Liquid metal-cooled fast reactor instrumentation technology development - CFD model development and validation
Funded by EPSRC (EP/T002395/1), 2019-2022, Shuisheng He (PI), Charles Moulinec (STFC), Juan Uribe (EDF Energy)
Researchers: Dr. Ashish Saxena, Matthew Falcone, Prof. Shuisheng He
Collaborators: UK: Dr. Charles Moulinec (STFC), Dr. Juan Uribe (EDF). US: Mark Anderson (Wisconsin-Madison), Matthew Weathered (ANL).
It is discernible from research in the last few decades that various computational and experimental studies have been sought in parlance of the phenomena of heat transfer and associated fluid flow in liquid metal fast reactors (LMFR) by natural/mixed/forced convection. The knowledge gaps and modelling challenges in LMFR are broadly speaking related to two facts. Firstly, the heat transfer characteristic of liquid metal is markedly different from that of the conventional fluids (air and water) due to the extremely low Prandtl number. The low value of the Prandtl number makes the conventional turbulence models invalid under certain conditions. Secondly, the special pool-type design gives rise to thermal hydraulic phenomena including natural circulation and stratification, which are unique for such reactors. In addition to this, there is a lack of benchmarking data due to the difficulties associated with the measure of the flow and thermal fields in liquid metal.
This research is aimed at addressing the above-mentioned challenges. This joint research project will focus on developing instrumentation technology and associated modelling for liquid metal cooled fast reactors. The US partners will carry out experimental investigations, while the UK partners will develop computational tools for high fidelity modelling and conjugate heat transfer analysis.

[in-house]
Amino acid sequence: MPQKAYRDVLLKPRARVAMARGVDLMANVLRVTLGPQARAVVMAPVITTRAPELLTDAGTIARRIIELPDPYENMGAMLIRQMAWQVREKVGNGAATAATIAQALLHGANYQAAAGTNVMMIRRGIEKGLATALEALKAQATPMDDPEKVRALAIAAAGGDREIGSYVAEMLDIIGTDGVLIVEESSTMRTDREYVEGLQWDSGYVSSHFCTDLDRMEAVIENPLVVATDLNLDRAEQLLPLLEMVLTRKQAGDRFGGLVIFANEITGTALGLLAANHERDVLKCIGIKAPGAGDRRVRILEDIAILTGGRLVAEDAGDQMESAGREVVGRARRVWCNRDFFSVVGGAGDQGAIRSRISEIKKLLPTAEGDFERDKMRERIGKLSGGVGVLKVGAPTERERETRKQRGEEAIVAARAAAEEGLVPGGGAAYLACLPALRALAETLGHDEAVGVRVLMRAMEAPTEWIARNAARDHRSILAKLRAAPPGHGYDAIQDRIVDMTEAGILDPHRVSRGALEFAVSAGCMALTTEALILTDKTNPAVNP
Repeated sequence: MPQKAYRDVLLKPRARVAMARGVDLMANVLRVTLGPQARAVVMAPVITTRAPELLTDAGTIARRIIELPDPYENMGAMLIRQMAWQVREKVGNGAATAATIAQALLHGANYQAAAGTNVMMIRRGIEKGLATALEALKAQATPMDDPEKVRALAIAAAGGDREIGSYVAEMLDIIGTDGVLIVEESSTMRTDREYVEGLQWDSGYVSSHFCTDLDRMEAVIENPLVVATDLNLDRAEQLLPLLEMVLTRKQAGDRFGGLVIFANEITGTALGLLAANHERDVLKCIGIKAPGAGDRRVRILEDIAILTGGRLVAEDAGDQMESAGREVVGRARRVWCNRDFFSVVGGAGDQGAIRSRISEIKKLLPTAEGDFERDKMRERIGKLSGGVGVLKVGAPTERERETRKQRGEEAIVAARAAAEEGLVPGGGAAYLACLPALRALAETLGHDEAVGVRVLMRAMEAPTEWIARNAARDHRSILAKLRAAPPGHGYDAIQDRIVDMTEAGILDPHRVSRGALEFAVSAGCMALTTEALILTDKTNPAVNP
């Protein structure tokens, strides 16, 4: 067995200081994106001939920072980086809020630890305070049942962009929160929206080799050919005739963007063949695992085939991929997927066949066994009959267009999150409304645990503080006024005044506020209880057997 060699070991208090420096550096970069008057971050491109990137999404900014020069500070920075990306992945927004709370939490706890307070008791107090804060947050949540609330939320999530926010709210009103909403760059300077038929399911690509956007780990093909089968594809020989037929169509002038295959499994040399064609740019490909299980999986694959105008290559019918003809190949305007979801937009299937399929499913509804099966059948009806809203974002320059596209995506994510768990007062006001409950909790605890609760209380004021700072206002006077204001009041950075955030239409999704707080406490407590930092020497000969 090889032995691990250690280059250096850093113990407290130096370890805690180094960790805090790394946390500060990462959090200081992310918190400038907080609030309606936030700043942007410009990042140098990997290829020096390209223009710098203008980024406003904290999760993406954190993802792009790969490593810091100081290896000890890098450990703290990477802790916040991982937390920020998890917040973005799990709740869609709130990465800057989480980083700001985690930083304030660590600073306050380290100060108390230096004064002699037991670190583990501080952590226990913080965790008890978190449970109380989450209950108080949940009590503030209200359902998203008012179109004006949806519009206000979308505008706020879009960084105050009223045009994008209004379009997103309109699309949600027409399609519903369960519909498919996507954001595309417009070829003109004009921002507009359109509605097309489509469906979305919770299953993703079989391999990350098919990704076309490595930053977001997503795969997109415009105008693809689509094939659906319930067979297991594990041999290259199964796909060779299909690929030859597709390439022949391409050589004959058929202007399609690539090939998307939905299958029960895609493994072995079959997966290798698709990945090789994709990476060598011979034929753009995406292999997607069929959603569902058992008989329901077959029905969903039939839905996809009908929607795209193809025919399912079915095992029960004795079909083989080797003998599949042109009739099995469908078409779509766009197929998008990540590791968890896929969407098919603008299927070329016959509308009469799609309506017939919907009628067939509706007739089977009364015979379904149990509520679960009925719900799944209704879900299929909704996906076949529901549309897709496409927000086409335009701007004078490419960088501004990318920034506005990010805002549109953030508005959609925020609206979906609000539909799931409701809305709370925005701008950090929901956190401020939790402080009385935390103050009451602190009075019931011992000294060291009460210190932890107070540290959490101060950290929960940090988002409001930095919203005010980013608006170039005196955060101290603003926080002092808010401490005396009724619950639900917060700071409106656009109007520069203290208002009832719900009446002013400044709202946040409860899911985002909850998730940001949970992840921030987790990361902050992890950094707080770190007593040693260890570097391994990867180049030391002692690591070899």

In this research, the high fidelity large eddy simulation (LES) of stagnation and stratification flow of liquid metal will be used to generate trustworthy detailed information to support experimental endeavours, advance the understanding of the complex flow physics, and create a database for model development. This will be followed by refinement and validation of the 'conventional' CFD models using experimental and numerical data to develop new understanding of turbulent models and numerical methods for the simulation of liquid metal flows.
A highly innovative conjugate heat transfer model of the sodium-to-supercritical-CO2 compact printed circuit heat exchanger (PCHE) will be developed based on the novel coarse-grid CFD recently developed and the immersed boundary method.
The numerical analysis based on the above-mentioned discussion represents a major advancement in modelling of heat exchangers with highly complex geometry and physics and can be used to assist the design and optimisation of such systems effectively. In order to achieve these aims, the open-source computational fluid dynamics (CFD) packages (Code-Saturne, Nek500) are used.
A world top-100 university
We're a world top-100 university renowned for the excellence, impact and distinctiveness of our research-led learning and teaching.